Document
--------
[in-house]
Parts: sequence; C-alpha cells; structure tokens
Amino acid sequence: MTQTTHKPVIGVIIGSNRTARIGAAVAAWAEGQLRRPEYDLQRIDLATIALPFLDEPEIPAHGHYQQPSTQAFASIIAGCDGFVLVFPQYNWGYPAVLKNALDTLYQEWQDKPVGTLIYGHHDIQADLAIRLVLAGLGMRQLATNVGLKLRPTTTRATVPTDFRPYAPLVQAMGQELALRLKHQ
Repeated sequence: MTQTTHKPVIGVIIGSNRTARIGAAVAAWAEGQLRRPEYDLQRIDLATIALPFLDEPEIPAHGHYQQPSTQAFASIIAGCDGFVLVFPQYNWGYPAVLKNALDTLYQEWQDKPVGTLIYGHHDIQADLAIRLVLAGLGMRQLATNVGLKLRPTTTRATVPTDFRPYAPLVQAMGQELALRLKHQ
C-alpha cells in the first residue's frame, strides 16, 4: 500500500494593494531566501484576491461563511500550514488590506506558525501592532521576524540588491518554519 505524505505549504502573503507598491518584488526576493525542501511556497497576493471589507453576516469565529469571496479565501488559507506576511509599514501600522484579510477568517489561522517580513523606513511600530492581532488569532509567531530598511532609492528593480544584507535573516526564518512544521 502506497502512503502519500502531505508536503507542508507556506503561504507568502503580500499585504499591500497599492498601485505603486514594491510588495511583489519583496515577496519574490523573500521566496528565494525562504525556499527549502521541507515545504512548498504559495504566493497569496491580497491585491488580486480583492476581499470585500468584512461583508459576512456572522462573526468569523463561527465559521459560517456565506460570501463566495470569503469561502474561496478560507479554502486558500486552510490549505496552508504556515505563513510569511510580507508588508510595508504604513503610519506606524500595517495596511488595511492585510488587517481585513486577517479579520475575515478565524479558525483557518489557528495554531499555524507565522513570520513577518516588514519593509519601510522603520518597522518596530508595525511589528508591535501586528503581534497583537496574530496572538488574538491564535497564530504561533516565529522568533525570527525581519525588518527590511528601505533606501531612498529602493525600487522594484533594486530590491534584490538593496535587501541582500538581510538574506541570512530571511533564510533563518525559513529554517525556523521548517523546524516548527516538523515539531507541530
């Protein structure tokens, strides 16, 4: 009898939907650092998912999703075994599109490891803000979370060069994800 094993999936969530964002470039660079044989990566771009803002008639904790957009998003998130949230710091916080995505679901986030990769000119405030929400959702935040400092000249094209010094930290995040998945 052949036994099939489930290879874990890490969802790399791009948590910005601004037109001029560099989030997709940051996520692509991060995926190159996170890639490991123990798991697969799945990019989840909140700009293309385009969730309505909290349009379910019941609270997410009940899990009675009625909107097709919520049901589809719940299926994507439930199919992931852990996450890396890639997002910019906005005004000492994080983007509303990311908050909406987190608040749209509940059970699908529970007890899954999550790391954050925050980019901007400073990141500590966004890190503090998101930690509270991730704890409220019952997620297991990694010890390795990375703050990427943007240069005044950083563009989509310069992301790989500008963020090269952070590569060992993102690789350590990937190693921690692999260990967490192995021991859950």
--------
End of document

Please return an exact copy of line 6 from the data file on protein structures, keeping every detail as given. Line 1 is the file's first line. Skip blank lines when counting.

């Protein structure tokens, strides 16, 4: 009898939907650092998912999703075994599109490891803000979370060069994800 094993999936969530964002470039660079044989990566771009803002008639904790957009998003998130949230710091916080995505679901986030990769000119405030929400959702935040400092000249094209010094930290995040998945 052949036994099939489930290879874990890490969802790399791009948590910005601004037109001029560099989030997709940051996520692509991060995926190159996170890639490991123990798991697969799945990019989840909140700009293309385009969730309505909290349009379910019941609270997410009940899990009675009625909107097709919520049901589809719940299926994507439930199919992931852990996450890396890639997002910019906005005004000492994080983007509303990311908050909406987190608040749209509940059970699908529970007890899954999550790391954050925050980019901007400073990141500590966004890190503090998101930690509270991730704890409220019952997620297991990694010890390795990375703050990427943007240069005044950083563009989509310069992301790989500008963020090269952070590569060992993102690789350590990937190693921690692999260990967490192995021991859950």